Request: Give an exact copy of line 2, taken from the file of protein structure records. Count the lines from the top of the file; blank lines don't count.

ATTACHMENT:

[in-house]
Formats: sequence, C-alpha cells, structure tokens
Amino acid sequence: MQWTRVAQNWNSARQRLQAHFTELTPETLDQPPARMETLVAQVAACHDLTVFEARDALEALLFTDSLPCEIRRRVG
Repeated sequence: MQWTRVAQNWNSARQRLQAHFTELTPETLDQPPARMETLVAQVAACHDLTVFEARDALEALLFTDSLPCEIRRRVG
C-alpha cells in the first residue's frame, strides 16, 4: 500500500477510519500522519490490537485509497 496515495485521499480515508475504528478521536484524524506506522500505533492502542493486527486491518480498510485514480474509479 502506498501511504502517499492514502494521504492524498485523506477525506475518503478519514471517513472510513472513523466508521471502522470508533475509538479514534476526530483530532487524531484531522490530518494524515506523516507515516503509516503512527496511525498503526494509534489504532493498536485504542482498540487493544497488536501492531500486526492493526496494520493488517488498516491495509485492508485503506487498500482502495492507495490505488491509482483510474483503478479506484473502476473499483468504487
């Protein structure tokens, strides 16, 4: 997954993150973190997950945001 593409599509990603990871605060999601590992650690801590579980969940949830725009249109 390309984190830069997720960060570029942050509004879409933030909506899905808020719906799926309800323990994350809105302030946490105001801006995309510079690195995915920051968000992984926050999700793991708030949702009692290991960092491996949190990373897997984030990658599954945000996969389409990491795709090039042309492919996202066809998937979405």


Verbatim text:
Formats: sequence, C-alpha cells, structure tokens